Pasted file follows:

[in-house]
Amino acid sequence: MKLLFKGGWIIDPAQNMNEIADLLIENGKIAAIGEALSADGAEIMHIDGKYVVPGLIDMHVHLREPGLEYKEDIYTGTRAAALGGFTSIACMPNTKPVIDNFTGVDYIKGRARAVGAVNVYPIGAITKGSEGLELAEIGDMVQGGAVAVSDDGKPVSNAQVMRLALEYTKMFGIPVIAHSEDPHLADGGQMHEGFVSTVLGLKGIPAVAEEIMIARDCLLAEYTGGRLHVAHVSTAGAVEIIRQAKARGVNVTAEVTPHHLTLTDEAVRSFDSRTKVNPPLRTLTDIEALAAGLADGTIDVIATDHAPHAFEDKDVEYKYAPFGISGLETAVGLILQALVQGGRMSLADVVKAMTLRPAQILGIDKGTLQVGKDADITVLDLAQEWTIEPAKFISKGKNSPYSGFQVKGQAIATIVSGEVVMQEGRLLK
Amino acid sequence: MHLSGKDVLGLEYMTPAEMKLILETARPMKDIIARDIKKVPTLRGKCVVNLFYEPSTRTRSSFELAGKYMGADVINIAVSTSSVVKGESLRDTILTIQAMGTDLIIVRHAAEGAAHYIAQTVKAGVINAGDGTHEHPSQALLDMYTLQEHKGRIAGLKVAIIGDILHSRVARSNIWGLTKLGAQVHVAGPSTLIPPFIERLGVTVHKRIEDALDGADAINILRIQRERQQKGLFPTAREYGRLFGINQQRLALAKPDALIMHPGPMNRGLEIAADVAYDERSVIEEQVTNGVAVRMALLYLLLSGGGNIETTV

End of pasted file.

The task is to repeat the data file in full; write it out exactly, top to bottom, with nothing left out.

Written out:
[in-house]
Amino acid sequence: MKLLFKGGWIIDPAQNMNEIADLLIENGKIAAIGEALSADGAEIMHIDGKYVVPGLIDMHVHLREPGLEYKEDIYTGTRAAALGGFTSIACMPNTKPVIDNFTGVDYIKGRARAVGAVNVYPIGAITKGSEGLELAEIGDMVQGGAVAVSDDGKPVSNAQVMRLALEYTKMFGIPVIAHSEDPHLADGGQMHEGFVSTVLGLKGIPAVAEEIMIARDCLLAEYTGGRLHVAHVSTAGAVEIIRQAKARGVNVTAEVTPHHLTLTDEAVRSFDSRTKVNPPLRTLTDIEALAAGLADGTIDVIATDHAPHAFEDKDVEYKYAPFGISGLETAVGLILQALVQGGRMSLADVVKAMTLRPAQILGIDKGTLQVGKDADITVLDLAQEWTIEPAKFISKGKNSPYSGFQVKGQAIATIVSGEVVMQEGRLLK
Amino acid sequence: MHLSGKDVLGLEYMTPAEMKLILETARPMKDIIARDIKKVPTLRGKCVVNLFYEPSTRTRSSFELAGKYMGADVINIAVSTSSVVKGESLRDTILTIQAMGTDLIIVRHAAEGAAHYIAQTVKAGVINAGDGTHEHPSQALLDMYTLQEHKGRIAGLKVAIIGDILHSRVARSNIWGLTKLGAQVHVAGPSTLIPPFIERLGVTVHKRIEDALDGADAINILRIQRERQQKGLFPTAREYGRLFGINQQRLALAKPDALIMHPGPMNRGLEIAADVAYDERSVIEEQVTNGVAVRMALLYLLLSGGGNIETTV